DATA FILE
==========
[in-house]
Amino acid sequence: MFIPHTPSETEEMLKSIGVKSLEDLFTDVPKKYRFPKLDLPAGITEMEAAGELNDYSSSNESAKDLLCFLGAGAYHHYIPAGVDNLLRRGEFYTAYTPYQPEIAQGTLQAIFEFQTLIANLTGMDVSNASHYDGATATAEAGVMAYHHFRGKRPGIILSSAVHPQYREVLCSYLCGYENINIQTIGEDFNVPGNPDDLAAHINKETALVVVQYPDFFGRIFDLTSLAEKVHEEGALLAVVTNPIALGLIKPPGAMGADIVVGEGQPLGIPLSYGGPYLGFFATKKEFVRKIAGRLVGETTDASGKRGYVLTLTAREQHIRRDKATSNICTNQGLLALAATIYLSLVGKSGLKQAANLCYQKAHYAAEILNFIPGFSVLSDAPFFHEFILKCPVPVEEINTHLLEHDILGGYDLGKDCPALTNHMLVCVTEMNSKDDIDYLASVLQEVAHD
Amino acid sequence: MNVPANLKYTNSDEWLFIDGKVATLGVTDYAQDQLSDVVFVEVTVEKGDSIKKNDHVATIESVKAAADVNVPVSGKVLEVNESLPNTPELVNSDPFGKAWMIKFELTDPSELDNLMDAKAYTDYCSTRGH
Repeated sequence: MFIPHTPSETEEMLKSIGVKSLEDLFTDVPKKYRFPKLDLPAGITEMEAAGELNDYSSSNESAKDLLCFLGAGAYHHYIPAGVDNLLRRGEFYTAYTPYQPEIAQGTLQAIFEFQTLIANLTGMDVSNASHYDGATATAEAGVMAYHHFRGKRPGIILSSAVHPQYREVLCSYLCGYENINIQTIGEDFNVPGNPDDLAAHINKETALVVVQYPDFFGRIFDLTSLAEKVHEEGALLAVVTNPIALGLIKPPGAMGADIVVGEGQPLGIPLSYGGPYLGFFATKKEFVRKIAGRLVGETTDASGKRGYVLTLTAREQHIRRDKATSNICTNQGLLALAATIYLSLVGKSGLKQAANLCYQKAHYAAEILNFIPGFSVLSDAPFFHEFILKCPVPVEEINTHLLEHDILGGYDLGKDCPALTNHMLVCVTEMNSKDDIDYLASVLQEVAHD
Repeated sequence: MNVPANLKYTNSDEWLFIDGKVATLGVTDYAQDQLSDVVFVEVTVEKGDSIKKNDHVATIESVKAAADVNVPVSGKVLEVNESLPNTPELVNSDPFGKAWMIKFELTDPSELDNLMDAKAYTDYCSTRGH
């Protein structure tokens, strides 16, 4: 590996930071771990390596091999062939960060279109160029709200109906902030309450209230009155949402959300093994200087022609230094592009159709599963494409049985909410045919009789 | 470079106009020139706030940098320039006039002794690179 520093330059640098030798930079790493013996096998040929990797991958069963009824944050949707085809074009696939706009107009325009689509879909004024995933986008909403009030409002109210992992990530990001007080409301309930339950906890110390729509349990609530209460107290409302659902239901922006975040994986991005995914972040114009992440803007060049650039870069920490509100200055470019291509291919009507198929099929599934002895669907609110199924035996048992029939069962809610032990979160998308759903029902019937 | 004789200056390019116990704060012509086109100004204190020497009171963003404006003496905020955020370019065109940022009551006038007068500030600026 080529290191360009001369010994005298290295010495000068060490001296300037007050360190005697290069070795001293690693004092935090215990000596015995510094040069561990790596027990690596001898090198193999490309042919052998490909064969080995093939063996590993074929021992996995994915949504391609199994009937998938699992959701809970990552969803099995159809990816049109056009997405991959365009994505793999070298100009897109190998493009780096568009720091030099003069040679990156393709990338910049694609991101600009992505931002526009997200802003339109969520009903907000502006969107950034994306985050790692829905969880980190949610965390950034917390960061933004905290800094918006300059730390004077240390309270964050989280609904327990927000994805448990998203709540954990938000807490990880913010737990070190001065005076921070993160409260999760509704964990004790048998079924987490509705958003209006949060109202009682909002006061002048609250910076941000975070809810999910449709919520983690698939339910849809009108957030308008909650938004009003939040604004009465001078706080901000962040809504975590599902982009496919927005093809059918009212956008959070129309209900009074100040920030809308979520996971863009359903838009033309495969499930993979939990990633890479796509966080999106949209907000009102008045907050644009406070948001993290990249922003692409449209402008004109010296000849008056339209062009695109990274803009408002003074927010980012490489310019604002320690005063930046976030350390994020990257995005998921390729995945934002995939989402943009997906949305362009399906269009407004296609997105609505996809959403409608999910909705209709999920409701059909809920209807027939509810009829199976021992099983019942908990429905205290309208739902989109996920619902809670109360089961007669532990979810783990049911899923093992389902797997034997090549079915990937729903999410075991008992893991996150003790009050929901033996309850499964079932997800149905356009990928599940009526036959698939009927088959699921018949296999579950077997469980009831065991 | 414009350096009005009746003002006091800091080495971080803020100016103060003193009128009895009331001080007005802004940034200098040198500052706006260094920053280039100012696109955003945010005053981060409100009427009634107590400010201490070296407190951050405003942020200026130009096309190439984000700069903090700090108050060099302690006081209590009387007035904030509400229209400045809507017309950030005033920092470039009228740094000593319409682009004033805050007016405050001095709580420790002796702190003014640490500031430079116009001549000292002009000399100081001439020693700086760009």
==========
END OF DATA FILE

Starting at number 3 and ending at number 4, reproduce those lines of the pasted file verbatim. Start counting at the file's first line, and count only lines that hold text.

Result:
Amino acid sequence: MNVPANLKYTNSDEWLFIDGKVATLGVTDYAQDQLSDVVFVEVTVEKGDSIKKNDHVATIESVKAAADVNVPVSGKVLEVNESLPNTPELVNSDPFGKAWMIKFELTDPSELDNLMDAKAYTDYCSTRGH
Repeated sequence: MFIPHTPSETEEMLKSIGVKSLEDLFTDVPKKYRFPKLDLPAGITEMEAAGELNDYSSSNESAKDLLCFLGAGAYHHYIPAGVDNLLRRGEFYTAYTPYQPEIAQGTLQAIFEFQTLIANLTGMDVSNASHYDGATATAEAGVMAYHHFRGKRPGIILSSAVHPQYREVLCSYLCGYENINIQTIGEDFNVPGNPDDLAAHINKETALVVVQYPDFFGRIFDLTSLAEKVHEEGALLAVVTNPIALGLIKPPGAMGADIVVGEGQPLGIPLSYGGPYLGFFATKKEFVRKIAGRLVGETTDASGKRGYVLTLTAREQHIRRDKATSNICTNQGLLALAATIYLSLVGKSGLKQAANLCYQKAHYAAEILNFIPGFSVLSDAPFFHEFILKCPVPVEEINTHLLEHDILGGYDLGKDCPALTNHMLVCVTEMNSKDDIDYLASVLQEVAHD